• IAC Composite Gateway, which is a servlet (in the DMZ) that manages the HTTP traffic between the Pega gadgets and the SmartBPM application on the web node.

As with most web applications that interact with behind-the-firewall systems, it’s a best practice to have the web application authenticate the user, pass on the trusted session to the Composite Gateway, which in turn passes it to behind-the-firewall web node.

Not only can PRPC gadgets be created and exposed, but legacy applications can be wrapped in SmartBPM to expose them to the web more easily. Since the PRPC application controls the view through the gadget as well as the internal view, any changes to the PRPC UI will be reflected both internally and in the gadget, without changing the web page itself: build once, deploy everywhere.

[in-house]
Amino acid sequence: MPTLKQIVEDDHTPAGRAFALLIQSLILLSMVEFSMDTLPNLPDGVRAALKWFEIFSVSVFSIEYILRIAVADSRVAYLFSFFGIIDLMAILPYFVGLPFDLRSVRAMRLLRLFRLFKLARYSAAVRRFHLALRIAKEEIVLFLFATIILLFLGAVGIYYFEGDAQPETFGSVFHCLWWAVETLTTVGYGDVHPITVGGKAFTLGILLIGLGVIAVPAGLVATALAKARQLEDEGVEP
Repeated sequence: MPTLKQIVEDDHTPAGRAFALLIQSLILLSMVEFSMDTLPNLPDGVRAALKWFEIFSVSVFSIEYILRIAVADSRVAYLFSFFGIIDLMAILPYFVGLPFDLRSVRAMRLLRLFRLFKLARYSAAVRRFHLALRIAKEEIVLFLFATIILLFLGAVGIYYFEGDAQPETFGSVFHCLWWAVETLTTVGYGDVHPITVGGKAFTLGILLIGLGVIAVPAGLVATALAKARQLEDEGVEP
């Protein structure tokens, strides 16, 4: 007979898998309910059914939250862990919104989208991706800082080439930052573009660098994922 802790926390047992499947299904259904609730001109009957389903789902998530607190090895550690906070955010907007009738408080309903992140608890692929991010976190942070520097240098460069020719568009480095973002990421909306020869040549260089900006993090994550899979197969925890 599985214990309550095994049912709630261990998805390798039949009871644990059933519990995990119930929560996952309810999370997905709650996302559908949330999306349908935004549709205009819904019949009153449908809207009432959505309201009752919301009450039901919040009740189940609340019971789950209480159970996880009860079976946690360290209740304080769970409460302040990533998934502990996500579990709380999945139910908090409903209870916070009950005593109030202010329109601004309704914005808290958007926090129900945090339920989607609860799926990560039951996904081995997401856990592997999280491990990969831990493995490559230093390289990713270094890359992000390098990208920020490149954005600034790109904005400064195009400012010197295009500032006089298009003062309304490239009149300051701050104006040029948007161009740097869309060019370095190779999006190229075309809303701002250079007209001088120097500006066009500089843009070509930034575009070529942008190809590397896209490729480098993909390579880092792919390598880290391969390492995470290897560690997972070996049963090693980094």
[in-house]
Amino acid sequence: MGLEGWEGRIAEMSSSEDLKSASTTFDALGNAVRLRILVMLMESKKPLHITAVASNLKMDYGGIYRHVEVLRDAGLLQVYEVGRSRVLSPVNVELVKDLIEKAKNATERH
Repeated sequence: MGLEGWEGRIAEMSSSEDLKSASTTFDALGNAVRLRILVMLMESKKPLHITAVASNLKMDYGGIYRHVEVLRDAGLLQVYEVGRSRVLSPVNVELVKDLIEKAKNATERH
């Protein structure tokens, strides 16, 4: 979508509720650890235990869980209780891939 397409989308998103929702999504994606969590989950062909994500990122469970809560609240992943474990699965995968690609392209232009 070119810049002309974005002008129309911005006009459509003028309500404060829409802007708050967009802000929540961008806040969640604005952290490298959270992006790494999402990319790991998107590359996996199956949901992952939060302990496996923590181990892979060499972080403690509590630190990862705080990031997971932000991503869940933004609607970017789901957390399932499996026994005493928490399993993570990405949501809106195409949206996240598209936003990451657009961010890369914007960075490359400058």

There’s tighter security than in many consumer mashup architectures: parameters are encrypted and obfuscated within URLs, for example.

The interface within the gadgets is rich, e.g., if one parameter is changed, a related parameter may update without a screen refresh. Gadgets on a page can interoperate, so a change within one gadget may cause another gadget’s data to update, such as showing the details for a selected item: this is enabled with some advanced actions and events, and uses JSON.

We looked at the actual HTML required to add a gadget to a web page: there’s a pretty small block of Javascript up front to set the configuration, then a 10-line block in a <div> structure that actually embeds the gadget.

IAC was released earlier this year, but a 2.0 version is available as of the end of September that includes HTTPS support, support for load balanced web node and gateway, tracing tools for debugging, samples and more. If you’re a Pega customer, you can access a number of in-depth technical articles on the Pega Developer Network about IAC.